San Diego Chargers: Preseason Game Two Sets The Tone For 2010
The San Diego Chargers proved a lot of things in their preseason opener last week against the Chicago Bears. They showed San Diego fans that they can survive without Marcus McNeill. Philip Rivers doesn't need Vincent Jackson to run a high powered passing offense. Ryan Mathews can revive the running game, and that the San Diego Chargers can stop the run.
As the San Diego Chargers move closer and closer to the regular season, though, games become less about understanding what players can and cannot do, and more about how the team functions as a unit. Preseason games stop becoming a means of talent evaluation; they become tone-setters for the beginning of the regular season.
While there will be plenty of scrutiny on the actions of individual players today, especially those fighting to secure a spot on the final 53 man roster, do not be confused: This game is about the team.
The Dallas Cowboys are expected to make a run for the Super Bowl, and anyone can see why. With a high-powered offense, and a defense that scares most teams, the Dallas Cowboys will compete with anyone. They will especially test the Chargers.
The Cowboys will test every facet of the Chargers' offense. Dallas boasts some of the best pass rushers and rush blockers in the league in Jay Ratliff, DeMarcus Ware, Marcus Spears, and Igor Olshansky. They couple this with a backfield specializing in taking advantage of off-mark passing.
These players will test every part of the San Diego Chargers' offense. Ultimately, they will reveal how the offense stands up to Super Bowl caliber competition, and the stress that that puts on the unit as a whole.
The outlook on the other side of the ball is just as good for the Dallas Cowboys. Despite the fact that starting offensive linemen Kyle Kosier and Marc Columbo will be held out of Saturday's game, Tony Romo has been cleared, and the Dallas coaching staff seems confident in replacements Montrae Holland and Robert Brewster.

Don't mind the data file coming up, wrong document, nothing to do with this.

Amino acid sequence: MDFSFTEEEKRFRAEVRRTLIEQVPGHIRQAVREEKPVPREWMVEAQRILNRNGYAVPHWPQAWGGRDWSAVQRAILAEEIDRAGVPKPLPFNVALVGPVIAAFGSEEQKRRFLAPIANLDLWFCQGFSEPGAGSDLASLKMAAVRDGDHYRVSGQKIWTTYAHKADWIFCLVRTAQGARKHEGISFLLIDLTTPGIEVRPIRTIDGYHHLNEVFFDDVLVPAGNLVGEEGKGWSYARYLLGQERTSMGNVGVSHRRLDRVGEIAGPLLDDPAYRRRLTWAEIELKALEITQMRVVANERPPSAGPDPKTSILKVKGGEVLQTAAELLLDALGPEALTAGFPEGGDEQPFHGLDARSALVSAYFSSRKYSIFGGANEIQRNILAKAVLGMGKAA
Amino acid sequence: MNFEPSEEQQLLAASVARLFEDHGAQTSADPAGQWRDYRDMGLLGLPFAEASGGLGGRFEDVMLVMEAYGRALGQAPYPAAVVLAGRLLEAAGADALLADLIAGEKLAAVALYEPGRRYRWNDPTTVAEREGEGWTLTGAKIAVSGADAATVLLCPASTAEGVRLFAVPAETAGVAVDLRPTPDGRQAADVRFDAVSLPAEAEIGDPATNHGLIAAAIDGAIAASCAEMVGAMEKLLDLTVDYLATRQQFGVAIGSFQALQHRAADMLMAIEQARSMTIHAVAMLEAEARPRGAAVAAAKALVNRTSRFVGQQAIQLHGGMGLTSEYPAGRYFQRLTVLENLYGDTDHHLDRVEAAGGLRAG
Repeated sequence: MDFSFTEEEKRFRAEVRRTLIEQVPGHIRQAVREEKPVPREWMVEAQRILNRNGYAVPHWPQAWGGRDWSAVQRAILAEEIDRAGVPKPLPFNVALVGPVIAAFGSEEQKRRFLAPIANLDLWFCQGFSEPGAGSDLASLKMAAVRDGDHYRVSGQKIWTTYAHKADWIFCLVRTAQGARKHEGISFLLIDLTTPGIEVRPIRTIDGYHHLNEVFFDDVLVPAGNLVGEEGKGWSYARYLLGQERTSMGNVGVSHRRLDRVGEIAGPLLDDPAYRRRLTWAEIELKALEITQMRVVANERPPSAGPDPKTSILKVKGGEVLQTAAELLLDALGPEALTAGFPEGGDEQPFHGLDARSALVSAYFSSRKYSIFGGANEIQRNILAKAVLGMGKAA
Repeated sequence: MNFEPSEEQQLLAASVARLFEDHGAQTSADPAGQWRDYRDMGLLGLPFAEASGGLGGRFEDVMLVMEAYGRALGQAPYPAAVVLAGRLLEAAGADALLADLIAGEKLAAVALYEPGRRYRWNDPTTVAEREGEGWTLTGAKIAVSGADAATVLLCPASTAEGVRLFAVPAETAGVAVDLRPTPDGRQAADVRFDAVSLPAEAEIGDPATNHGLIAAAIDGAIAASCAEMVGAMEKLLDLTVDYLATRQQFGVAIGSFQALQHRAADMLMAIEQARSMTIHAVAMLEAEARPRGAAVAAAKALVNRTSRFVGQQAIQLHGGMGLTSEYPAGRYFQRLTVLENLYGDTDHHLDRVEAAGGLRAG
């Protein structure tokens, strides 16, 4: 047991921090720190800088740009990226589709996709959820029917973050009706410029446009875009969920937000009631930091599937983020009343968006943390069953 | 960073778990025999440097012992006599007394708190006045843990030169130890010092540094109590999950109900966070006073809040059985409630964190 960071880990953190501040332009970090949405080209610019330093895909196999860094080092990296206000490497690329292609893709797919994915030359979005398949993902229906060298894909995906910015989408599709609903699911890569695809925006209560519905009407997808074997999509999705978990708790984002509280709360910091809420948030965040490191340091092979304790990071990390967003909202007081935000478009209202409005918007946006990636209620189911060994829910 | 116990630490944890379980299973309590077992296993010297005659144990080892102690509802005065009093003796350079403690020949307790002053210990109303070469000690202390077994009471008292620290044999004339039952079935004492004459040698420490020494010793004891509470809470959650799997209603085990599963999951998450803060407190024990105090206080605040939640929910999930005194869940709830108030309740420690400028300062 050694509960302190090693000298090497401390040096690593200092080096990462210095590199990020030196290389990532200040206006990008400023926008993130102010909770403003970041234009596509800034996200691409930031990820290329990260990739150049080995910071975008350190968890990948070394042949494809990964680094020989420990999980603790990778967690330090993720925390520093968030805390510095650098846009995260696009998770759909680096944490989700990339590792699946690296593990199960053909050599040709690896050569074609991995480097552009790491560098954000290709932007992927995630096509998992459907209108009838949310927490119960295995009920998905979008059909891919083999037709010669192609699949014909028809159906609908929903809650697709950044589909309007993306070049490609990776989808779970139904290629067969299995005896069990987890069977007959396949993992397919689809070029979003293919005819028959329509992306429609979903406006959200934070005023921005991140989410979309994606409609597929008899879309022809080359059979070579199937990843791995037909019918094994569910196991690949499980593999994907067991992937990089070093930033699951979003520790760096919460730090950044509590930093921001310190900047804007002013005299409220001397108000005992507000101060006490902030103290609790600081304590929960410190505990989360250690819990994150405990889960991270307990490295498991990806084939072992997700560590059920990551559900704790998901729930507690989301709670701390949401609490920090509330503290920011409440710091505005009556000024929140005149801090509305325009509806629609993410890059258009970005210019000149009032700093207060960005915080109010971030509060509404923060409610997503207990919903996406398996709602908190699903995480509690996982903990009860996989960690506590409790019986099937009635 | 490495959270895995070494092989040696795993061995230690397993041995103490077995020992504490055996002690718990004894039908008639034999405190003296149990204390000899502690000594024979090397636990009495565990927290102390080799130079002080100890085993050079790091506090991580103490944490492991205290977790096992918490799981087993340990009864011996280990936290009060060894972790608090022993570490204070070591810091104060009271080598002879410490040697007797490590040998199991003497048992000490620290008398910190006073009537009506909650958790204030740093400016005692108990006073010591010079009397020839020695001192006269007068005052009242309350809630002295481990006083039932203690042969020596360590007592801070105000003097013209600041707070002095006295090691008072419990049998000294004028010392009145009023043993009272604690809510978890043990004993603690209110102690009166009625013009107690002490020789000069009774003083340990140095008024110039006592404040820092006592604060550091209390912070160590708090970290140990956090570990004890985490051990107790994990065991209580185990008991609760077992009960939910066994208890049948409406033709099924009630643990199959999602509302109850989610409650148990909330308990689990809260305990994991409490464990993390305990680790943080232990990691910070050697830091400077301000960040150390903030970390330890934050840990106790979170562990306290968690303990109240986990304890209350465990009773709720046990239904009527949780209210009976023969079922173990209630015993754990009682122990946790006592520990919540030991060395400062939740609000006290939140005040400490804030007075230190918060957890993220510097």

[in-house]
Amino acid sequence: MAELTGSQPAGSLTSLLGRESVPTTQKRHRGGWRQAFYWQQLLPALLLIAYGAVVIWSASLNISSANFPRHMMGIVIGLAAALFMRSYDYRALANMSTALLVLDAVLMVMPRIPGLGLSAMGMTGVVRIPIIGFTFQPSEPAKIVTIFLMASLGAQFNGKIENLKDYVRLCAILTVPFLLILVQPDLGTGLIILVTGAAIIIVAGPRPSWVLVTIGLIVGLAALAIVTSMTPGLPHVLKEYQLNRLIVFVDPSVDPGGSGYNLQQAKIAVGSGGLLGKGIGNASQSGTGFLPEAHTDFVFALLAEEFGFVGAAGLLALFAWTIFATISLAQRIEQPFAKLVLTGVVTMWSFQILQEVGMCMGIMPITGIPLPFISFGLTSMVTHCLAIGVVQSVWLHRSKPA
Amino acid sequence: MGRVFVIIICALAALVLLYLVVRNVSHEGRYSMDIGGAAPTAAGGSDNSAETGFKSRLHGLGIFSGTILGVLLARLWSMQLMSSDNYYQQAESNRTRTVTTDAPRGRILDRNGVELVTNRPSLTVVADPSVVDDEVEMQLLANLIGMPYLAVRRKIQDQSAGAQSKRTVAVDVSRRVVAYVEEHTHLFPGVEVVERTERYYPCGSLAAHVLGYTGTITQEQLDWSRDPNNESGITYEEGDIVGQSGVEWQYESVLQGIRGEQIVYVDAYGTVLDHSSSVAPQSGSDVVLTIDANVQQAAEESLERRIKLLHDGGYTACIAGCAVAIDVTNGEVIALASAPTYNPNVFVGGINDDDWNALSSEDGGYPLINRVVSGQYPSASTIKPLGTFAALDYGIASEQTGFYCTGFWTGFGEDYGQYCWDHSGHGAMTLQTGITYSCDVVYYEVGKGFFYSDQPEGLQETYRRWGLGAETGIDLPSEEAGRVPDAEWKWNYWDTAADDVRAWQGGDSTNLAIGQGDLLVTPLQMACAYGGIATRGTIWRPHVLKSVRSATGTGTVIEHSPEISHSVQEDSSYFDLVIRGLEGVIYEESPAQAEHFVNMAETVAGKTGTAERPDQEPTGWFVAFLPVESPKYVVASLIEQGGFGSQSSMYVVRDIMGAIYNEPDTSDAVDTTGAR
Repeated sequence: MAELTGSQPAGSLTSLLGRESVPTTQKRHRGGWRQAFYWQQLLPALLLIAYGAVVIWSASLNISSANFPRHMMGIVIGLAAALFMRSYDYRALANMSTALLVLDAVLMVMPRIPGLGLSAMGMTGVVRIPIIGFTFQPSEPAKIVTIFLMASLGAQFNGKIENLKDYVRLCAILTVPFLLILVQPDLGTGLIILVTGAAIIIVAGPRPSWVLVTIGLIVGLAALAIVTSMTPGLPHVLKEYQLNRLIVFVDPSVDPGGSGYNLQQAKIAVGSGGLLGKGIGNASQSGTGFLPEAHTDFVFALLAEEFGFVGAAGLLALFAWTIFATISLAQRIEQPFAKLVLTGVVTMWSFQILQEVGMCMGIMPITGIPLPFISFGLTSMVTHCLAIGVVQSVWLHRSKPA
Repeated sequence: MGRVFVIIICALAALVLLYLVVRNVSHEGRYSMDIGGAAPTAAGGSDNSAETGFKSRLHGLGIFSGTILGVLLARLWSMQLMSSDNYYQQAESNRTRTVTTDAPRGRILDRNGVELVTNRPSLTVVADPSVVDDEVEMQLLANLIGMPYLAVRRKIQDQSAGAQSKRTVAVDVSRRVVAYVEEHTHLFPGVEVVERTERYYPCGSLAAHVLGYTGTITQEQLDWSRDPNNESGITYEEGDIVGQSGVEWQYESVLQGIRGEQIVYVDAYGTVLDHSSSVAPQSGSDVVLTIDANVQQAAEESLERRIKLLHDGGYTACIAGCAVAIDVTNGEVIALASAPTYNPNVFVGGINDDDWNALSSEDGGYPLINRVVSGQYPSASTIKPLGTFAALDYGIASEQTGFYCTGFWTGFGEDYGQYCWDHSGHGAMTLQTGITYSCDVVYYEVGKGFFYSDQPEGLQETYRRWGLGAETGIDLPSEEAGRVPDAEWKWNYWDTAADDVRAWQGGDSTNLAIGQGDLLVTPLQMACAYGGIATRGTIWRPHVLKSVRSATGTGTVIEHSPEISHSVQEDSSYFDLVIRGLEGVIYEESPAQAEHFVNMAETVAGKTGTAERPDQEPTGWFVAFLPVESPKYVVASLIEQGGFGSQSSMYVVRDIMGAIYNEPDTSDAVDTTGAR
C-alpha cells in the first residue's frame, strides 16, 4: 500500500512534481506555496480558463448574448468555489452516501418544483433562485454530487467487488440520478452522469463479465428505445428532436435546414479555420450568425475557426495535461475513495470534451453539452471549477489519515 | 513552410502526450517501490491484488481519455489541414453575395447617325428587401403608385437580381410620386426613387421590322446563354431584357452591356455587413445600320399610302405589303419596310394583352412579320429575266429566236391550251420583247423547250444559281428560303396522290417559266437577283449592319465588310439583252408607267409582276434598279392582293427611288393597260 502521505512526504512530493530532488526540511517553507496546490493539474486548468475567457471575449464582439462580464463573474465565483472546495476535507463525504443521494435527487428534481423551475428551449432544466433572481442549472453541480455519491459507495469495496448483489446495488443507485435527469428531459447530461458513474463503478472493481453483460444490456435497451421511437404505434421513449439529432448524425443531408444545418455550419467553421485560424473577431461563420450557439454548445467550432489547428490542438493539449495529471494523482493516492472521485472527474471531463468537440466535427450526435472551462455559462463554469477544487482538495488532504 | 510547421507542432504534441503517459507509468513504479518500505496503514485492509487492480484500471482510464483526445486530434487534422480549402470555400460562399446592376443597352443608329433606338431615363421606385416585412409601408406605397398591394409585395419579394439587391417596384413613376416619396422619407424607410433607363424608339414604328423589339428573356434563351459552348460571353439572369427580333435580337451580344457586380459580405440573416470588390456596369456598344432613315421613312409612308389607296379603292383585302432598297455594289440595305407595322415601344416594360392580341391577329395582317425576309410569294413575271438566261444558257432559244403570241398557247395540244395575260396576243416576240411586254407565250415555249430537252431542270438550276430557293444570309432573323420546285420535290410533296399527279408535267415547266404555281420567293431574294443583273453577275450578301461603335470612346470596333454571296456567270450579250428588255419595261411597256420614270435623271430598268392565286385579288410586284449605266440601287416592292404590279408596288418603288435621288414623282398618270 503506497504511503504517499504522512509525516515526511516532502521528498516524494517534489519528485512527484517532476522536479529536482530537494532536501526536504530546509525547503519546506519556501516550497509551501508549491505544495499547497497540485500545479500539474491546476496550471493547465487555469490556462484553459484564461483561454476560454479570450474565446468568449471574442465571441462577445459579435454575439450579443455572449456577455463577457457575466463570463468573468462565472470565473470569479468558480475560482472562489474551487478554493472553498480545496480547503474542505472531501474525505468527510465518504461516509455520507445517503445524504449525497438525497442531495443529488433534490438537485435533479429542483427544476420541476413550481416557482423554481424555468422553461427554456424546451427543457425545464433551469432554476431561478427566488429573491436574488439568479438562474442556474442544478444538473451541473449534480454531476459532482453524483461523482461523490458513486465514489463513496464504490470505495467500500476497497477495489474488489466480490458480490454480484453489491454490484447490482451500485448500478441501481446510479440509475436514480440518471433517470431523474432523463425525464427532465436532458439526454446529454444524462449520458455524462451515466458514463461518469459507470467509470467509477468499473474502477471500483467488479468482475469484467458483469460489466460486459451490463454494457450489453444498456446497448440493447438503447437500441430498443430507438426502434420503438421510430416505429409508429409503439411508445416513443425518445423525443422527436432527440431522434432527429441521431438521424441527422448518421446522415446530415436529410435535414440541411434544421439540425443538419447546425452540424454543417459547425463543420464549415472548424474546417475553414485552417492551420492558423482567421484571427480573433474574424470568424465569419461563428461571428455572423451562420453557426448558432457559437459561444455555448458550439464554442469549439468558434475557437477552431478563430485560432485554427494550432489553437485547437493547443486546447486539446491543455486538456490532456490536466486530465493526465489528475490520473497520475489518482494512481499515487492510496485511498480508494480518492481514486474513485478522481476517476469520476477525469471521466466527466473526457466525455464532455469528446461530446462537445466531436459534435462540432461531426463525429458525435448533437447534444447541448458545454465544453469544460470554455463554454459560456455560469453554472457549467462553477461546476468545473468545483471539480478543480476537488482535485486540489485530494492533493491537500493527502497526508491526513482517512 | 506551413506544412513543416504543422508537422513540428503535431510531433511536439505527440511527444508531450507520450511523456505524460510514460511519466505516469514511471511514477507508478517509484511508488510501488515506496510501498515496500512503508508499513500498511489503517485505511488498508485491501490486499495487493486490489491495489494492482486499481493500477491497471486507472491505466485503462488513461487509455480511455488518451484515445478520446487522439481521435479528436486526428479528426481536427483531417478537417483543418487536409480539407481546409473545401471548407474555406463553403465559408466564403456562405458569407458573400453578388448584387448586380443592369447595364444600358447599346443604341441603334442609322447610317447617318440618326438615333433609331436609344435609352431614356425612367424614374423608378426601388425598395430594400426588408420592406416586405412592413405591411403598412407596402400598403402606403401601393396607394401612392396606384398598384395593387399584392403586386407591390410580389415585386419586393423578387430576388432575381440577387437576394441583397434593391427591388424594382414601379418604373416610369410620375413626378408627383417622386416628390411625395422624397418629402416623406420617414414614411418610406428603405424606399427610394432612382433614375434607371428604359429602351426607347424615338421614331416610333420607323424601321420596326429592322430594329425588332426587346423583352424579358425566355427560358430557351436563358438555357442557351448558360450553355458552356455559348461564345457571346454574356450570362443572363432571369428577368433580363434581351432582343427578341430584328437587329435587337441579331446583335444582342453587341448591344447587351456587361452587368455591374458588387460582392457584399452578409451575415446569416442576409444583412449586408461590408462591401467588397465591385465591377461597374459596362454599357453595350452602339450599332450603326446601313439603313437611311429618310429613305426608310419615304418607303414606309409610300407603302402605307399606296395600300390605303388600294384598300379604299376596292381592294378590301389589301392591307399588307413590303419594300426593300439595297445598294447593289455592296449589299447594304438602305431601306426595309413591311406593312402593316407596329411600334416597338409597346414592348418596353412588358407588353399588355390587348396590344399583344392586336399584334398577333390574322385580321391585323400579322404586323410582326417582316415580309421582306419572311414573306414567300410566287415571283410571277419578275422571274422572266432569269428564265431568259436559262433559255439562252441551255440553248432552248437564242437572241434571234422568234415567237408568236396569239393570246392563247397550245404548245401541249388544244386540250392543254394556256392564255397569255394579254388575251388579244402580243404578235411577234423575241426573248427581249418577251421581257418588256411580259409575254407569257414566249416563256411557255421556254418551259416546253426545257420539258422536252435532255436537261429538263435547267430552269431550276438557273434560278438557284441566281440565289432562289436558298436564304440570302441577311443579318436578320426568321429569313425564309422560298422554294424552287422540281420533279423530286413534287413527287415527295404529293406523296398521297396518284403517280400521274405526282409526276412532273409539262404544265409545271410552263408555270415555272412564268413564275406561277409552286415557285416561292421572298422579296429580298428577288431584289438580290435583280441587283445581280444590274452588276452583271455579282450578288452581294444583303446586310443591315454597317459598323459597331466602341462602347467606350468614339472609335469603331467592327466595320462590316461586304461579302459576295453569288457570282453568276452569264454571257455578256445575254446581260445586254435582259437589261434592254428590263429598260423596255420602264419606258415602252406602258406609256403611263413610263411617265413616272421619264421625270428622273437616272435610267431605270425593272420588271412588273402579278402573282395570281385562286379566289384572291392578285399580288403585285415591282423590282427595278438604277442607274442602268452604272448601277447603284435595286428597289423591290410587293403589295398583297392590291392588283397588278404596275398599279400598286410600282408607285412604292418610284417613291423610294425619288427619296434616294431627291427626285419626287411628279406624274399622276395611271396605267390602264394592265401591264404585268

Romo doesn't need much of an offensive line, though, as he does a good job of escaping pressure. He also has an excellent group of receivers to work with. Romo's targets include Miles Austin, Jason Witten, Dez Bryant, Roy Williams, and Patrick Clayton, a group considered to be one of the best, if not the best, in the National Football League.
They also have a potent running game, employing the tandem of Felix Jones and Marion Barber in a wide variety of styles, including their trademark draw plays.
This offense will push the San Diego Chargers to or beyond their breaking point. Defensive question marks will, once again, have to prove themselves against speed and size alike. The Dallas Cowboys will make big plays, and they will score. It is up to this defense to show that, when the pressure is on, they can put past mistakes behind them and play level-headed football.
The San Diego Chargers come into Preseason Game Two with a lot to prove. While individual players may have shown their fans and their team that they can contribute effectively, the Chargers have yet to make an emphatic statement to the League that they have left their past problems behind.
Facing a Super Bowl contending team like the Dallas Cowboys is a whole different ball game than playing the Chicago Bears. The San Diego Chargers have to hit the field today with the kind of intensity that the coaches, the staff, and, most importantly, the fans expect from them.
If the Chargers pour blood, sweat, and tears out onto the grass at Qualcomm Stadium for 60 minutes this afternoon, win or lose, the San Diego Chargers are making a statement to the rest of the NFL: forget the Jets, forget the Saints, and forget the Vikings. Forget the Colts, the Cowboys, and the Ravens.
When the San Diego Chargers step on to the field, be afraid, because there is nothing that can keep them from walking out of Dallas in February with the Lombardi Trophy held high.
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